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Post #758 • March 22, 2006, 12:23 PM • 13 Comments
Robert Hughes for the New York Review of Books:
Certainly Rembrandt van Rijn did not feel an obligation to make his human subjects noble, let alone perfect. That is why, though not always a realist, he is the first god of realism after Caravaggio. And why so many people love him, since he was so seldom rivaled as a topographer of the human clay. Yet for all that has been written about Rembrandt, we have remarkably little certainty about what he thought about the domain of his genius, the art of painting. He did not theorize. Or if he did, his ideas about art itself have been lost—except for six words, whose meaning is still disputed by art historians. He aimed in his work, he wrote to one of his patrons, the Stadtholder, who employed his friend Constantijn Huygens, to produce "die meeste ende di naetuereelste beweechgelickheijt"—the greatest and most natural movement. But movement of what? The apparent movement of the bodies of the "actors," the figures depicted; or the stirring of the spectator's emotions? We do not know, though it seems more sensible, given the theatrical look and feel of so many of his paintings, to suppose the latter.
Robert Hughes for the Guardian:
Tatlin's most grandly useless conception, however, which has always been the darling of "radical" art historians, was his design for a Monument to the Third International, 1920. It was to be a gigantic open-frame ziggurat of steel, spiralling up from the middle of Petrograd and dwarfing everything on the city's skyline. It would be built on a diagonal, representing that of the earth's axis. It would contain four enormous glass halls, each containing a different ceremonial structure for the Party, all turning at different speeds. The lowest one, a cylinder, would rotate once a year. The next, a pyramid, would turn once a month; and so on to the topmost hall, another cylinder, going round once a day. But although it would have some generally designated uses, these were never thought through - they were just part of the cloudy rhetoric that served to hide the disastrous shortages the revolution produced. The whole affair would be 400 metres high but it never materialised, because it would have used up far more structural steel than the whole of Russia had. It was the unbuilt and unbuildable tower of a Babylonian socialism. Perhaps some faint ghost of it lingers in those enormous and pointless space needles later constructed in the capitalist west, in places such as Seattle and Sydney, capped with revolving restaurants serving pretentious food.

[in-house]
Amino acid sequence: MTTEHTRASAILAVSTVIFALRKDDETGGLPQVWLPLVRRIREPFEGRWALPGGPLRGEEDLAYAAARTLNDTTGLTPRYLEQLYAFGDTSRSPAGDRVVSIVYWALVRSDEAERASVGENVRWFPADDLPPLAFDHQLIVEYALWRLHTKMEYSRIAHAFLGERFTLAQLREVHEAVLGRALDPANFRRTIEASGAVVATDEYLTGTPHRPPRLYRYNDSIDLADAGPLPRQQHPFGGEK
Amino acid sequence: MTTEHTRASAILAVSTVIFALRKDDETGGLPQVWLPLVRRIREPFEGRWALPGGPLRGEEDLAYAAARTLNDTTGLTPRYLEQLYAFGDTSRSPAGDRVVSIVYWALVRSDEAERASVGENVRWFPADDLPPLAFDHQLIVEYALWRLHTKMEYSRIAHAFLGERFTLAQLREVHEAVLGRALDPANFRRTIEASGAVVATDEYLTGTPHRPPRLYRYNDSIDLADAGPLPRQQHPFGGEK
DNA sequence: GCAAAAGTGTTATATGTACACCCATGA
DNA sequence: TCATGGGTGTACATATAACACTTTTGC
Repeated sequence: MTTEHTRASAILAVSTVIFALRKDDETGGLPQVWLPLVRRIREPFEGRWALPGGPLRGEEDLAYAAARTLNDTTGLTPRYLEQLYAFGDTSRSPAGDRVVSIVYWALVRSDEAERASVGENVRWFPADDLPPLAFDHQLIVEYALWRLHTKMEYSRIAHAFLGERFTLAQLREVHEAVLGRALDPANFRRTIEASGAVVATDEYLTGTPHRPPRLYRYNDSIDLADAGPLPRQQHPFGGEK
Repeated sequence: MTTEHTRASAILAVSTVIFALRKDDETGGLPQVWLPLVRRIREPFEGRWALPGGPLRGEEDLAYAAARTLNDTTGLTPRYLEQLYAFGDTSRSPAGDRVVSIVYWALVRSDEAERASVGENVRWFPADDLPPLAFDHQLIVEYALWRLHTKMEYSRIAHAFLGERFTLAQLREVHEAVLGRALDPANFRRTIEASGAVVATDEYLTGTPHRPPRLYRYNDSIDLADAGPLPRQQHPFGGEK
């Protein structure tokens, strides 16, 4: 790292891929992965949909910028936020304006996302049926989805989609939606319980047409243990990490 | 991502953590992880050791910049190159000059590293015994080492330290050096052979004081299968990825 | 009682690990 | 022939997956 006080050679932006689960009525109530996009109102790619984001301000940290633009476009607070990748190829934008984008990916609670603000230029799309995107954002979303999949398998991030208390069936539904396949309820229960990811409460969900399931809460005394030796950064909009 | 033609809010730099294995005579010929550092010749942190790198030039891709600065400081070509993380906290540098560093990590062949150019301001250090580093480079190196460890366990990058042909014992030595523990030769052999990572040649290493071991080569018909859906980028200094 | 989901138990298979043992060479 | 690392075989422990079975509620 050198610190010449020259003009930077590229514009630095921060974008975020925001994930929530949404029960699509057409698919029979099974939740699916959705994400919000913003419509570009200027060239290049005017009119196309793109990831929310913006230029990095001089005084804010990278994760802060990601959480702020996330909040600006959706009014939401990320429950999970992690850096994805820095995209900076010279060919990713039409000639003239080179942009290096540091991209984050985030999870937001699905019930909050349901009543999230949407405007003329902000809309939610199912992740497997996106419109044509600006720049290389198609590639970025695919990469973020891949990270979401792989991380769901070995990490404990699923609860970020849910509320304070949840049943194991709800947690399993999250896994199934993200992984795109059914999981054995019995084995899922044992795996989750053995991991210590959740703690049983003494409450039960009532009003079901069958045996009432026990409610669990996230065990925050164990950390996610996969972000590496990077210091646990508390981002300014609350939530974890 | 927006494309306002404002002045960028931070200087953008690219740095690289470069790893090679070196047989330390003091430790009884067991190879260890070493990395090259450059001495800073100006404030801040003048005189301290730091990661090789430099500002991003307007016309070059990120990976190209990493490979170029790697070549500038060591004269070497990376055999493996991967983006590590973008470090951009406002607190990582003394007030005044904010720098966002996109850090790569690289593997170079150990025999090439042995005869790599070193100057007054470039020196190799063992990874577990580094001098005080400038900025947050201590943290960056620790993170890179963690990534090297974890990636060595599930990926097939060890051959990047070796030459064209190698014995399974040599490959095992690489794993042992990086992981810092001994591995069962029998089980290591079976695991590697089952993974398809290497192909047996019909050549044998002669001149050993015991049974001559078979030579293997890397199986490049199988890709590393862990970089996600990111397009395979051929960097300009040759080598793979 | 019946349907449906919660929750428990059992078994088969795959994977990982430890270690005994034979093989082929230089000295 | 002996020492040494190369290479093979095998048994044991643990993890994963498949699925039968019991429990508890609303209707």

Go AJ go.
March 22, 2006, 6:09 PM
It is best not to try to divine the exact meaning of a phrase translated from 1639 Netherlandish. There is disagreement about the meaning of "beweechgelickheijt". I believe it can also be translated as "emotion", which would make more sense.
March 22, 2006, 6:13 PM
That reminds me - what's the difference between Dutch, Netherlandish, and Flemish? I've never understood that.
March 22, 2006, 6:20 PM
Dutch refers to the more northern (Holland) area, Flemish the more southern (current Belgium). Netherlandish is a more general, inclusive term for the whole area. At least that's my understanding. Dutch also implies Protestant, while Flemish is more Catholic. Rembrandt was Dutch; Rubens was Flemish.
March 22, 2006, 6:26 PM
Dutch and Netherlandish are pretty much interchangeable but there is variation between the written Dutch which evolved from early Flemish and the spoken Dutch vernacular. Flemish now is a variety of Dutch spoken in Belgium.
In any event Hughes would have done well to doublecheck any translation of a 350-year-old document
March 22, 2006, 10:18 PM
This 'movement' he speaks of seems to imply the way a stroke of paint mirrors physical form percieved in its volume in three-dimensional space. The slightly raised damp white smock his wife wears for instance has its own foreground, middle ground and background - lean to fat paint here re- creates percieved physical space. We move in his paintings from foreground to back ground and vise-versa. The liquid-to-stone properties of paint, and the legible paths of its application cause us to move with nature as Rembrant percieved it.
March 22, 2006, 11:10 PM
Except that apparently he is not speaking of "movement", as such.
March 22, 2006, 11:20 PM
It works either way.
March 23, 2006, 7:50 AM
Well, not really, particularly if one is intereted in what Rembrandt meant.
March 23, 2006, 8:40 AM
Sure, but in light of the fact that I don't seem to have readers who speak Baroque-era Netherlandish and the fact that I'm not even sure what "beweechgelickheijt" is supposed to sound like, each interpretation works in its own way. Hughes does say that there's disagreement.
March 23, 2006, 8:44 AM
I am merely saying that our inabiility to determine a precise translation does not justify interpreting it any way we feel like.
March 23, 2006, 10:16 AM
But that's what happens anyway, oldpro, even when we know the correct specific definitions or intended meanings. We interpret all things in the way we like.
Unpronouncable art sometimes seems to be more of a sure thing than unpronouncable words.
March 23, 2006, 10:20 AM
I know, Ahab. I was just commenting on the flaws of the inevitable.
March 22, 2006, 4:39 PM
How about the best and most natural movement of the paint?